WELCOME TO OHPR

The mission of the Office of Health Promotion Research is to further knowledge and understanding of health promotion and disease prevention through the development of theory-based rigorously controlled research in health education and health promotion.

Our current research is primarily focused on the promotion and surveillance of effective breast cancer screening through the Vermont Breast Cancer Surveillance System. We are one of six core sites of the national Breast Cancer Surveillance Consortium, as well as the PROSPR Research Center funded by the National Cancer Institute to conduct research to improve the cancer screening process.

Our earlier research focused on tobacco control through smoking prevention and smoking cessation, AIDS prevention, diabetes prevention, and reducing alcohol use by youth. These research projects grew out of earlier ones which we have carried out since the early 1980s by emeriti faculty members Roger H. Secker-Walker M.D., John K. Worden, Ph.D., Brian S. Flynn, Sc.D., Berta Geller, Ed.D., and Laura J. Solomon, Ph.D.


UVM COM PostDoc award Hart
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Larner COM and UVM aerial view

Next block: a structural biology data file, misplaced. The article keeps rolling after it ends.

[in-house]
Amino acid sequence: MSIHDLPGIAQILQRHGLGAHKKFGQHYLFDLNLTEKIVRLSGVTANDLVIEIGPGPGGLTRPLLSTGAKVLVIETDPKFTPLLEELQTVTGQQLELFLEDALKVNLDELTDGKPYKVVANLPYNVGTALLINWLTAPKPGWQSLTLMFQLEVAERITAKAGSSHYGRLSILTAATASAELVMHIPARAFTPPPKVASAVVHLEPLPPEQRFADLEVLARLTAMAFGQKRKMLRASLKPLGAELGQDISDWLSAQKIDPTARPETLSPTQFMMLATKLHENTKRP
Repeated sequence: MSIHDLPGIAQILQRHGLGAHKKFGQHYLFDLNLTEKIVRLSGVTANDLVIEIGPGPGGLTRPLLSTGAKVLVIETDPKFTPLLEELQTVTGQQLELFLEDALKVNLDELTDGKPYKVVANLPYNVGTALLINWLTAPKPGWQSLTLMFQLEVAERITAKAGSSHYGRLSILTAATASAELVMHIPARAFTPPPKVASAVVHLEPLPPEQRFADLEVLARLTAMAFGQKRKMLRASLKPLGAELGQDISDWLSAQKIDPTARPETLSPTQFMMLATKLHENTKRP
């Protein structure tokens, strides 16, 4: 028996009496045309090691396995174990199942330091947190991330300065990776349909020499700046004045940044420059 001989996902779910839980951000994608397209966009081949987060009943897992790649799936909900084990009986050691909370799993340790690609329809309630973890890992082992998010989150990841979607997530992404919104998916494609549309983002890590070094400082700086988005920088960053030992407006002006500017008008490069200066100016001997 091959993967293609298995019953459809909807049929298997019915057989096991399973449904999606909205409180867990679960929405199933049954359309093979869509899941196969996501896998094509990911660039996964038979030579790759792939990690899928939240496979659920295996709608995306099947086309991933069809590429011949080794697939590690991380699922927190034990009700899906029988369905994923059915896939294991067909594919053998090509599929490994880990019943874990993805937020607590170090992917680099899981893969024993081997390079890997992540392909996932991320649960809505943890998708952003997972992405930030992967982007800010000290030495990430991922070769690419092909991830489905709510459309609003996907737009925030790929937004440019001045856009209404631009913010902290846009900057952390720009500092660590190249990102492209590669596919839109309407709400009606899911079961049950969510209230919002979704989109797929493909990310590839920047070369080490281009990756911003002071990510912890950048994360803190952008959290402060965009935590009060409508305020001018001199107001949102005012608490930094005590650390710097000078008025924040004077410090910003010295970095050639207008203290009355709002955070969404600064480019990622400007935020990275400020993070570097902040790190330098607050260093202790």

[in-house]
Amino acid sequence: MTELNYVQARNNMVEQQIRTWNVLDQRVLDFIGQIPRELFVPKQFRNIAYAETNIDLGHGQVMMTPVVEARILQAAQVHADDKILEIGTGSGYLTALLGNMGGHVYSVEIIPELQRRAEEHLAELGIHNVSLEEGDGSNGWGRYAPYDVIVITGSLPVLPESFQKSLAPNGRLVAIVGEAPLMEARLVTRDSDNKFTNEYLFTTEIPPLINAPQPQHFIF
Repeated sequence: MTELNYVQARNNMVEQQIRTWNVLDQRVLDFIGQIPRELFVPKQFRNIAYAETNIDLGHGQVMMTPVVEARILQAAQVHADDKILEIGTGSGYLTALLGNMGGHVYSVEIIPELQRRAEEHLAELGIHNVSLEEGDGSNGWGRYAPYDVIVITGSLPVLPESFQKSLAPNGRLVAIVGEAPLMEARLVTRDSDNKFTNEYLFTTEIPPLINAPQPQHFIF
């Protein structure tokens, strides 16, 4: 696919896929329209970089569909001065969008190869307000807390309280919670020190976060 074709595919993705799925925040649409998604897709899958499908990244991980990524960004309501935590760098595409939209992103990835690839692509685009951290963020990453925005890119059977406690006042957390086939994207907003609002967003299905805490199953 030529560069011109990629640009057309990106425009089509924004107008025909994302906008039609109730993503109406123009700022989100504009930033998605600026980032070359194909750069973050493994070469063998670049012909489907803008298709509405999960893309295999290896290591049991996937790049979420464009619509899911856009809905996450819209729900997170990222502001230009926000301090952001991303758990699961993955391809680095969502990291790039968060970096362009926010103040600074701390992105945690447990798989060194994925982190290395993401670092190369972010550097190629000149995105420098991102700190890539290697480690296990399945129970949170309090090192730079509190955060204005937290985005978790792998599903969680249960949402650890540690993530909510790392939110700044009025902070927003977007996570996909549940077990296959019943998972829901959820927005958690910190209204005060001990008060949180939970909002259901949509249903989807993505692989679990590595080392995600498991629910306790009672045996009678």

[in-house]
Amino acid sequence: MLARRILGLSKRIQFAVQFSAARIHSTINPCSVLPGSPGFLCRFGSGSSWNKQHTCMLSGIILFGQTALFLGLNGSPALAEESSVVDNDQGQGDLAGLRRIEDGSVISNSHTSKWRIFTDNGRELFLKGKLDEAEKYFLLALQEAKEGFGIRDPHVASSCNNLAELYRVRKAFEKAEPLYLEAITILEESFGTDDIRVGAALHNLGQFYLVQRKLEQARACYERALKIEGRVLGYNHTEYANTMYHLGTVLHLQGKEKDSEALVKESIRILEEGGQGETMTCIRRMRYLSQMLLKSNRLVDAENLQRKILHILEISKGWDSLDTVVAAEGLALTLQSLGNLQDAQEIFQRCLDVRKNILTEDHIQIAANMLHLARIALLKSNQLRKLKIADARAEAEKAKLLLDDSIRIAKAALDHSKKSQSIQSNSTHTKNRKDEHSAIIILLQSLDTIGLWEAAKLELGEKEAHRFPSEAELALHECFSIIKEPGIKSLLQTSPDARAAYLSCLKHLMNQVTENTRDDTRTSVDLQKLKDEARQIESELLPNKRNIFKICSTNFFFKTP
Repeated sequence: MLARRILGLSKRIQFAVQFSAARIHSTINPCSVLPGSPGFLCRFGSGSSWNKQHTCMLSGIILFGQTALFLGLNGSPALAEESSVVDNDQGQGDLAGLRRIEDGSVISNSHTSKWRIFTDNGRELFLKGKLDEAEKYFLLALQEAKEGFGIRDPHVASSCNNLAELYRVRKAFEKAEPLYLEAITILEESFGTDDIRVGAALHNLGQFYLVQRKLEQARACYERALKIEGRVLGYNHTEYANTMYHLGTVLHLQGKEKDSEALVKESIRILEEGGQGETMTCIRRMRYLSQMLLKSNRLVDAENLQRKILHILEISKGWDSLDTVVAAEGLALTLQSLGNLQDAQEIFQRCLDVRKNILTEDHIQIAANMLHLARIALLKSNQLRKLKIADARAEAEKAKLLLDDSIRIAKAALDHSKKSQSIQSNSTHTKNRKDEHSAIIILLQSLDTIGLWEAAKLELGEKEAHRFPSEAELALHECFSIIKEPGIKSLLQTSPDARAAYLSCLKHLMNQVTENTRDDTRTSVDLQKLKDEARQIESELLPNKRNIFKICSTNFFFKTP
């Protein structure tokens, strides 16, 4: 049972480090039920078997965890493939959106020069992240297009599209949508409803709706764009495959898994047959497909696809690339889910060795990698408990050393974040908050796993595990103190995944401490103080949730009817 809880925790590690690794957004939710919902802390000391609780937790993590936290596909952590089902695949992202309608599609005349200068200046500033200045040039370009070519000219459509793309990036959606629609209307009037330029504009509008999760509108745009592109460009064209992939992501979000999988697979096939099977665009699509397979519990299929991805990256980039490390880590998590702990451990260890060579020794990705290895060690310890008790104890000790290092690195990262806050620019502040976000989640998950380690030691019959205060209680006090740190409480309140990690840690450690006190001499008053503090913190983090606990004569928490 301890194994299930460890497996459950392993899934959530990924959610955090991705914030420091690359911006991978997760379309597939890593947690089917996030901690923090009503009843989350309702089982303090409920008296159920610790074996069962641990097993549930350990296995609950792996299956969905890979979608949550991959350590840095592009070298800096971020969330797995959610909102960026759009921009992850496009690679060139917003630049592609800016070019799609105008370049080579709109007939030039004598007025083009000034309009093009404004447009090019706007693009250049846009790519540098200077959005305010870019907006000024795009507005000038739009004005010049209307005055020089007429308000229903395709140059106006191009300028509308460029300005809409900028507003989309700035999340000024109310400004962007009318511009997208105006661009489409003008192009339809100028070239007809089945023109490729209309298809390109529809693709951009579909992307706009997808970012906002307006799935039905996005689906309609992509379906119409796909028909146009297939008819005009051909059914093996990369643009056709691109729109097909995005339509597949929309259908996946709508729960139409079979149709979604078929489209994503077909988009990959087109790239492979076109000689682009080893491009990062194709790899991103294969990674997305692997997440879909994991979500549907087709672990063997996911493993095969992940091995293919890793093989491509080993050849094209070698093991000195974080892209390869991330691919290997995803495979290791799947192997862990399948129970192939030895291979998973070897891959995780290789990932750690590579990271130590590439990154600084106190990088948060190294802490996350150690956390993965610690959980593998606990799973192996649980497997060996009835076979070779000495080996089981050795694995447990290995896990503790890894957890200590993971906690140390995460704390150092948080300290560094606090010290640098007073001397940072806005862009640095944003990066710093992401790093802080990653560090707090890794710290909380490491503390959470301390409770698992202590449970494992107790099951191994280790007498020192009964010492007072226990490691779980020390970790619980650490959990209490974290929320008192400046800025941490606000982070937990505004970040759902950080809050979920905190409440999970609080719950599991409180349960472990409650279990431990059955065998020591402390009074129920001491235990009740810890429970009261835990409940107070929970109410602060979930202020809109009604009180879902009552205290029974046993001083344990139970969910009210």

• Gorgeous Neuroscience Meets Student Life
    March 24, 2017 by Sarah Tuff Dunn
    Pioneered by Professor James Hudziak, M.D., Dr. Jim to his students, WE has significantly reduced substance abuse on campus while earning national buzz for its novel and ground-breaking approach to neuroplasticity, mindfulness, and the charismatic mastermind behind the program. No college has tried at this level before.
  • Class of 2017’s Match Day Celebration Featured in Local Media
    March 23, 2017 by Kate Skinas
    The Class of 2017 learned their residency placements at this year’s Match Day that was held at 12:00 pm in the Hoehl Gallery of the Larner College of Medicine on Friday, March 17.
  • Moses’ Study on Fecal Transplant Cure for GIl Disorders Featured in 7Days
    March 23, 2017 by Kate Skins
    Clostridium difficile, commonly known as C. diff, affects nearly half a million Americans a year, and leads to several thousand fatalities, according to the CDC. This infection is difficult to treat, especially among those with an antibiotic-resistant strain, but Peter Moses, M.D., professor of medicine at the Larner College of Medicine and gastroenterologist at the UVM Medical Center, uses fecal microbiota transplantation (FMT) as a solution.